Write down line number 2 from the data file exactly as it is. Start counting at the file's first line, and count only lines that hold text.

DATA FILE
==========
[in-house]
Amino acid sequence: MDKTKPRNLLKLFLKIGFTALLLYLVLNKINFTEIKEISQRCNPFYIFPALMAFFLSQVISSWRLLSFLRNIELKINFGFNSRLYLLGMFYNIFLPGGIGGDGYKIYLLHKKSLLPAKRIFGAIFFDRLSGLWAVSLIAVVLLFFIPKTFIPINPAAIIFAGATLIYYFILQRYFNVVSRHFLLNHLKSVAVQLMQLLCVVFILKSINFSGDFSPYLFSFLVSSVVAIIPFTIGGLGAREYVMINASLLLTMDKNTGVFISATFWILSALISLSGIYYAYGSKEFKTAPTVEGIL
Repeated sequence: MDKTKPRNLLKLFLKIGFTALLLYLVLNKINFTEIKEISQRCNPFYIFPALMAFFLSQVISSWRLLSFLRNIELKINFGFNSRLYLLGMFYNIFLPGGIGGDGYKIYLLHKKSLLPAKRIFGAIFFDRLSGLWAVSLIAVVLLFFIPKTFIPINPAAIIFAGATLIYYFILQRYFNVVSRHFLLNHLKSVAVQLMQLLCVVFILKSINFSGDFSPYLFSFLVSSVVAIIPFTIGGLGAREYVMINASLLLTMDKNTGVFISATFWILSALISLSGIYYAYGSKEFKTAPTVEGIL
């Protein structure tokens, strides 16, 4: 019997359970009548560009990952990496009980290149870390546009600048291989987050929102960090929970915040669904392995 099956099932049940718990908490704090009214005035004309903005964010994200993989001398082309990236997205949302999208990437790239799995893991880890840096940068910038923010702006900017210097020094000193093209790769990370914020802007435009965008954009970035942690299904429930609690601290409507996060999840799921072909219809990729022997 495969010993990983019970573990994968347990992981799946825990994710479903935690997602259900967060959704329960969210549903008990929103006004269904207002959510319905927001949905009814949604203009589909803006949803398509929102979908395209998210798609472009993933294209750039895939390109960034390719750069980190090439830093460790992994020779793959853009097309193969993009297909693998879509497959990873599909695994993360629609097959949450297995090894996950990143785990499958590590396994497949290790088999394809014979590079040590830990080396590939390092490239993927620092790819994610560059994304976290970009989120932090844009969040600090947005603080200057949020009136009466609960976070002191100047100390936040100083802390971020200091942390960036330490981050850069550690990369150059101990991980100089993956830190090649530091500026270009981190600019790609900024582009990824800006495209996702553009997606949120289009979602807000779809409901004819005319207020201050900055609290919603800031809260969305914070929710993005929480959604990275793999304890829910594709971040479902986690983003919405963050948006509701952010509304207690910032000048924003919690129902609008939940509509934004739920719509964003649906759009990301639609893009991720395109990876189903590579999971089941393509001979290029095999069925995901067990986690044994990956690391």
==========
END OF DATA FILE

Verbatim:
Amino acid sequence: MDKTKPRNLLKLFLKIGFTALLLYLVLNKINFTEIKEISQRCNPFYIFPALMAFFLSQVISSWRLLSFLRNIELKINFGFNSRLYLLGMFYNIFLPGGIGGDGYKIYLLHKKSLLPAKRIFGAIFFDRLSGLWAVSLIAVVLLFFIPKTFIPINPAAIIFAGATLIYYFILQRYFNVVSRHFLLNHLKSVAVQLMQLLCVVFILKSINFSGDFSPYLFSFLVSSVVAIIPFTIGGLGAREYVMINASLLLTMDKNTGVFISATFWILSALISLSGIYYAYGSKEFKTAPTVEGIL